Academic journal article
By Denham, Bryan
Journalism & Mass Communication Educator , Vol. 50, No. 2
*Rubin, Rebecca, B.; Philip Palmgreen; and Howard E. Sypher, eds. (1994). Communication Research Measures: A Sourcebook. New York: The Guilford Press. 400 pp. Hardback, $35.
For graduate students and faculty interested in survey research and scale development, Communication Research Measures will prove useful as a reference text. Like most sourcebooks, it assumes the reader is proficient at evaluating and improving the scales its contains, and thus the text will be most appropriate for scholars with some background in psychometrics theory.
The book is divided into two parts, the first of which contains four chapters out; lining the facets of communication study that employ quantitative measures: instructional, interpersonal, mass, and organizational. In the first chapter, Patricia Kearney and Michael T. Beatty summarize the problems associated with cognitive learning and present tables of measures based on major instructional themes, such as learning outcomes, teacher and student behavior, and communication skills assessment.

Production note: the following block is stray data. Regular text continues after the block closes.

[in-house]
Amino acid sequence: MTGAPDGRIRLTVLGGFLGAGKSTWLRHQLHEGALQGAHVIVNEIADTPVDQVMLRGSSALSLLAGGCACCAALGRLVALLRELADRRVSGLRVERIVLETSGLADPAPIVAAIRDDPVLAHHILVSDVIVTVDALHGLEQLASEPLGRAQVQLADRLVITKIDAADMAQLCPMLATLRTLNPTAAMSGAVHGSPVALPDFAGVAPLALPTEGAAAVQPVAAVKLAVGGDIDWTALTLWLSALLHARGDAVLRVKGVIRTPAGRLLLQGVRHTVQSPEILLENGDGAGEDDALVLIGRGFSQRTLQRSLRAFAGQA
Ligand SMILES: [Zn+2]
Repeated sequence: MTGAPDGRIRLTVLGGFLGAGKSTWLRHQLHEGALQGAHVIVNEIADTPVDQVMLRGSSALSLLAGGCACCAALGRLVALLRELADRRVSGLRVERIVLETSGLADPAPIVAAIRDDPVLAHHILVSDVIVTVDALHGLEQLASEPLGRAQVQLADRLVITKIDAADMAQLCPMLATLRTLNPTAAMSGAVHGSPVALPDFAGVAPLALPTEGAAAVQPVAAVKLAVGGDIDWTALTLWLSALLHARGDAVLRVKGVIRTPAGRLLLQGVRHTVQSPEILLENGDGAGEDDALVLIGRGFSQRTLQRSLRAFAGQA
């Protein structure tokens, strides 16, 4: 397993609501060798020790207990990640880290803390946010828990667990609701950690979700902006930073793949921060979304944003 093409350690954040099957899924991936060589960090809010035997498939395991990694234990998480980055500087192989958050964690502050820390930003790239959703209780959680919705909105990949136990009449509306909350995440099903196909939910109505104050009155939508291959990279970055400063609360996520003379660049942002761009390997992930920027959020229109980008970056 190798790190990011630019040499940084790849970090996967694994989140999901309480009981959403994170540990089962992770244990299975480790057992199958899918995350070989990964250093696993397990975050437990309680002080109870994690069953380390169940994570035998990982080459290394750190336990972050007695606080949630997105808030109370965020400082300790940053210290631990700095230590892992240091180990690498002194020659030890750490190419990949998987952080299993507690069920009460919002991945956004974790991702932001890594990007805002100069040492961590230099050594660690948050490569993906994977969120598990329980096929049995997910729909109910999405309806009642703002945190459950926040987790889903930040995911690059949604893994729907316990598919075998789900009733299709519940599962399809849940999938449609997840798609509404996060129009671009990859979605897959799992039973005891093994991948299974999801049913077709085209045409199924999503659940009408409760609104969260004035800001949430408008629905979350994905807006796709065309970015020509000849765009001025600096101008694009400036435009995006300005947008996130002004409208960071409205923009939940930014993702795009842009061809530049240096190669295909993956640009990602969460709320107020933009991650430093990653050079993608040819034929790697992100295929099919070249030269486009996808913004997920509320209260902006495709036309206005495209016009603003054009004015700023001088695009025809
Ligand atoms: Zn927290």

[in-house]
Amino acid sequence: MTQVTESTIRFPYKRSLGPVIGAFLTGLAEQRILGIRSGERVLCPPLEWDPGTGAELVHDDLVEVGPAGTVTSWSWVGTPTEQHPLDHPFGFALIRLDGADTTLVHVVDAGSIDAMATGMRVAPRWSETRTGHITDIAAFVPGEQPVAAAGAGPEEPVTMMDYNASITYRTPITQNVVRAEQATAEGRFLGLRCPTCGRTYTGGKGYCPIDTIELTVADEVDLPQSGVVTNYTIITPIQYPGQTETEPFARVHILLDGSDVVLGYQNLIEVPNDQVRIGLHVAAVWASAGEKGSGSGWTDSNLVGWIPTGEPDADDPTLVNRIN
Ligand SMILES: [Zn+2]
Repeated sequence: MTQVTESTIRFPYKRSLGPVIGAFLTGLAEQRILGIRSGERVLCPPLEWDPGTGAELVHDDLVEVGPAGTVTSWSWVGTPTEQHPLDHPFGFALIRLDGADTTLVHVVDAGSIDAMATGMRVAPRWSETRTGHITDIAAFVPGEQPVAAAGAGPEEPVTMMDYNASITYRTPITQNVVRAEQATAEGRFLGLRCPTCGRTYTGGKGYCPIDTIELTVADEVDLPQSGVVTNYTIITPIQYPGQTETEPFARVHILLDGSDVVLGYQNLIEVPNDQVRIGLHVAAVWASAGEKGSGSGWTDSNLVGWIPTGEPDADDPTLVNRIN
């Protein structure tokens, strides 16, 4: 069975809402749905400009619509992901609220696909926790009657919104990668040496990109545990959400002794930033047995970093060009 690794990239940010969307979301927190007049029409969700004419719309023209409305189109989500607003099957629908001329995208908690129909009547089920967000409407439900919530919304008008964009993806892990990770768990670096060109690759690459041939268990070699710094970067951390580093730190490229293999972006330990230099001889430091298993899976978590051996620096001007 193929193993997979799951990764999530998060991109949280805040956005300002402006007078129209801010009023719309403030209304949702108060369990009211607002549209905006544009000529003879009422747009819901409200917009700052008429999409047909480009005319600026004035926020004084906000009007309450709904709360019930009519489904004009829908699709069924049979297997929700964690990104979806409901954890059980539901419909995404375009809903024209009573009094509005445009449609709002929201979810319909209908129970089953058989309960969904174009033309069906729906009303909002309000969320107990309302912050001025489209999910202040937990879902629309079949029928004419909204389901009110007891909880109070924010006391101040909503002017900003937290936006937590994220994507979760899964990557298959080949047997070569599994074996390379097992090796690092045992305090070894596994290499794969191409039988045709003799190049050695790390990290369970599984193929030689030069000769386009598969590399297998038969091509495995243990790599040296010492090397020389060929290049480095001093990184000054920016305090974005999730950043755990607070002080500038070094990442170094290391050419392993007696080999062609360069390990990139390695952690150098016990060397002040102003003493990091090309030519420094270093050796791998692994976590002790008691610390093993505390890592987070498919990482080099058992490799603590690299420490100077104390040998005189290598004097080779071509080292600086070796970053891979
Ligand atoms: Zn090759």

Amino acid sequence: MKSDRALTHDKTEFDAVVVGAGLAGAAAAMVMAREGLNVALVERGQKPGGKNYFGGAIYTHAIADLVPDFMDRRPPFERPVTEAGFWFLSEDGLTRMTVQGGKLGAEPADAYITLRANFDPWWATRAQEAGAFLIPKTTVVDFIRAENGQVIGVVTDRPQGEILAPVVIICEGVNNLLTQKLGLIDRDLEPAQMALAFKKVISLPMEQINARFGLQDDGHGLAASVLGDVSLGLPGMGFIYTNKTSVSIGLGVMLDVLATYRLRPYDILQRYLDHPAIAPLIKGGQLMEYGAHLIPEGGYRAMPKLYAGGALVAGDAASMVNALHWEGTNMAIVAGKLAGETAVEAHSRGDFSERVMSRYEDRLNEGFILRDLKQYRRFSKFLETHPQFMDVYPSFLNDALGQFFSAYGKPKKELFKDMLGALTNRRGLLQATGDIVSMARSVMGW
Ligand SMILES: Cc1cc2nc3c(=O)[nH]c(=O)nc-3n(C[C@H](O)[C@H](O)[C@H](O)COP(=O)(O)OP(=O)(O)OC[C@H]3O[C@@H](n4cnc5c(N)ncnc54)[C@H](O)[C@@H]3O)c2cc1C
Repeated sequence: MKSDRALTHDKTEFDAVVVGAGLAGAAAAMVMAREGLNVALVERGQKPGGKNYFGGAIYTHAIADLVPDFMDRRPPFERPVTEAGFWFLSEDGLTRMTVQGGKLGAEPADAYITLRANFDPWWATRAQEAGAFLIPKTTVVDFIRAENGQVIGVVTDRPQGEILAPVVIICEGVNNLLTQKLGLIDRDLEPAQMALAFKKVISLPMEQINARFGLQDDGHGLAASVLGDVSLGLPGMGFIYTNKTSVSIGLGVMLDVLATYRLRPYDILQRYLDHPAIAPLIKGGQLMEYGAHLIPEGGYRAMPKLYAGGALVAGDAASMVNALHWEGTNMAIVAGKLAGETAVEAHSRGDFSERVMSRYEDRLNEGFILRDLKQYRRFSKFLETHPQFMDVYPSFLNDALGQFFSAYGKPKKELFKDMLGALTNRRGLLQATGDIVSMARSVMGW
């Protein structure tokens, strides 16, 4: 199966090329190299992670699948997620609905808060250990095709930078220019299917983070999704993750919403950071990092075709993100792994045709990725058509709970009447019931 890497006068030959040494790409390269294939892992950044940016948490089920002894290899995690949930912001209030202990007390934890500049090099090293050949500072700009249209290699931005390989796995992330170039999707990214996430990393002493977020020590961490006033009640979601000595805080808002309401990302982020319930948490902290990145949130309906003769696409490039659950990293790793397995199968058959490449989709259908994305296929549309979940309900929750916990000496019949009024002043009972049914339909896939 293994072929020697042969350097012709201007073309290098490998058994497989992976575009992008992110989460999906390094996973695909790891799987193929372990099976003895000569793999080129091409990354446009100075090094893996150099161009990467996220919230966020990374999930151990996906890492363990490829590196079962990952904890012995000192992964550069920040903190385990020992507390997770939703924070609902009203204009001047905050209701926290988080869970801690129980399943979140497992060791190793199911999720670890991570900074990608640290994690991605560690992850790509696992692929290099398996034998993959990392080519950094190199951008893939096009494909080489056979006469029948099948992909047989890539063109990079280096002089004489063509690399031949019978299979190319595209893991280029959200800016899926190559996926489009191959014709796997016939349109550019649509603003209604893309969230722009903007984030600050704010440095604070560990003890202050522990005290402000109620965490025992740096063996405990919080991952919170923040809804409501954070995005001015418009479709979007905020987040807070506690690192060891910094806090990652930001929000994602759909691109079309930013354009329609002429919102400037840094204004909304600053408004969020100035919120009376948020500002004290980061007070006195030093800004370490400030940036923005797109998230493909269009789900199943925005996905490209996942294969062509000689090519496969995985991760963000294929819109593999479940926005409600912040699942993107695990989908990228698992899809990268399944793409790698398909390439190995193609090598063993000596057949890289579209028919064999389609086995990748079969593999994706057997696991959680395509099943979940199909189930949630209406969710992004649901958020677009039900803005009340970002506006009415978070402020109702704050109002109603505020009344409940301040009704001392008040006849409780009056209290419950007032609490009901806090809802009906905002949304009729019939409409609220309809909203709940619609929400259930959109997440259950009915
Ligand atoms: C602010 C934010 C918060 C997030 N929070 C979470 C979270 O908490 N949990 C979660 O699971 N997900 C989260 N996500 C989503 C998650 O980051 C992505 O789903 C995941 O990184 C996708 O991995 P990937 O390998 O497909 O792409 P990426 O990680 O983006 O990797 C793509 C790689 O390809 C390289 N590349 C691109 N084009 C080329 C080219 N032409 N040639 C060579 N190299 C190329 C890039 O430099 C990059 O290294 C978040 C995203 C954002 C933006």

Measures demonstrated to be reliable and valid in prior studies are evaluated in the text's second part, Measure Profiles. With respect to instructional communication, some of the scales reviewed involve affective learning, communicator style, student motivation, and teacher credibility.
In the second chapter, Rebecca B. Rubin and Elizabeth E. Graham review measures of interpersonal communication, and they classify scales as measuring personal qualities or social relationships. The authors discuss the need to report more than coefficient alpha, and they encourage researchers to provide test-retest and split-half reliability information in future studies. …